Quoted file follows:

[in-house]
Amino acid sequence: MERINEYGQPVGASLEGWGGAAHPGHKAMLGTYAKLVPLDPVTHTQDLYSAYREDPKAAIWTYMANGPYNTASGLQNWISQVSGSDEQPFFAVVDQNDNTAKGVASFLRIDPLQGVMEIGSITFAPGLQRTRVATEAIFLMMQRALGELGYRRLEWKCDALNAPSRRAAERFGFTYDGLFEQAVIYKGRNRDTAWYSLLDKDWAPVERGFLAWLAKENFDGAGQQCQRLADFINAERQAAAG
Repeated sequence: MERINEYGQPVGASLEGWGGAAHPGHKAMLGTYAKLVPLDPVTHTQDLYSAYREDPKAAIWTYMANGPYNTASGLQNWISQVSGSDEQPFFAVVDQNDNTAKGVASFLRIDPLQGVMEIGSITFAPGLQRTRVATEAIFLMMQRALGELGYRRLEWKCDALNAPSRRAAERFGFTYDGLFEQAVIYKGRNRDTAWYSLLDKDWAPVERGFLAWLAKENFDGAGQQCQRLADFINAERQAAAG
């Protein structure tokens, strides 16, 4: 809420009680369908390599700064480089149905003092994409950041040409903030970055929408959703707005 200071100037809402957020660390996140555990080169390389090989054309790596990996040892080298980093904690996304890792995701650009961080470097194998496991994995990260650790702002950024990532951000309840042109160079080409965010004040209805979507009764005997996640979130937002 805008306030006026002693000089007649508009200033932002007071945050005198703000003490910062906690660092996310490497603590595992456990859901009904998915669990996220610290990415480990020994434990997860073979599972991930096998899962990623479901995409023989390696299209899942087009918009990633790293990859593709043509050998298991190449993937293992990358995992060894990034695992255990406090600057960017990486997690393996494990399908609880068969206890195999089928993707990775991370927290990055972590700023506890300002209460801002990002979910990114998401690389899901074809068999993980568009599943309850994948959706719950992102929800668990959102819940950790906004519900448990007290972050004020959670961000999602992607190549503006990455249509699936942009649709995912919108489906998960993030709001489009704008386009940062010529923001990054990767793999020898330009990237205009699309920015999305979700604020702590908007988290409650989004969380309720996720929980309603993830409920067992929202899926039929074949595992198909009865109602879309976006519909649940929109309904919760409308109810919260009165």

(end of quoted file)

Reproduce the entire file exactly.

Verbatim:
[in-house]
Amino acid sequence: MERINEYGQPVGASLEGWGGAAHPGHKAMLGTYAKLVPLDPVTHTQDLYSAYREDPKAAIWTYMANGPYNTASGLQNWISQVSGSDEQPFFAVVDQNDNTAKGVASFLRIDPLQGVMEIGSITFAPGLQRTRVATEAIFLMMQRALGELGYRRLEWKCDALNAPSRRAAERFGFTYDGLFEQAVIYKGRNRDTAWYSLLDKDWAPVERGFLAWLAKENFDGAGQQCQRLADFINAERQAAAG
Repeated sequence: MERINEYGQPVGASLEGWGGAAHPGHKAMLGTYAKLVPLDPVTHTQDLYSAYREDPKAAIWTYMANGPYNTASGLQNWISQVSGSDEQPFFAVVDQNDNTAKGVASFLRIDPLQGVMEIGSITFAPGLQRTRVATEAIFLMMQRALGELGYRRLEWKCDALNAPSRRAAERFGFTYDGLFEQAVIYKGRNRDTAWYSLLDKDWAPVERGFLAWLAKENFDGAGQQCQRLADFINAERQAAAG
């Protein structure tokens, strides 16, 4: 809420009680369908390599700064480089149905003092994409950041040409903030970055929408959703707005 200071100037809402957020660390996140555990080169390389090989054309790596990996040892080298980093904690996304890792995701650009961080470097194998496991994995990260650790702002950024990532951000309840042109160079080409965010004040209805979507009764005997996640979130937002 805008306030006026002693000089007649508009200033932002007071945050005198703000003490910062906690660092996310490497603590595992456990859901009904998915669990996220610290990415480990020994434990997860073979599972991930096998899962990623479901995409023989390696299209899942087009918009990633790293990859593709043509050998298991190449993937293992990358995992060894990034695992255990406090600057960017990486997690393996494990399908609880068969206890195999089928993707990775991370927290990055972590700023506890300002209460801002990002979910990114998401690389899901074809068999993980568009599943309850994948959706719950992102929800668990959102819940950790906004519900448990007290972050004020959670961000999602992607190549503006990455249509699936942009649709995912919108489906998960993030709001489009704008386009940062010529923001990054990767793999020898330009990237205009699309920015999305979700604020702590908007988290409650989004969380309720996720929980309603993830409920067992929202899926039929074949595992198909009865109602879309976006519909649940929109309904919760409308109810919260009165």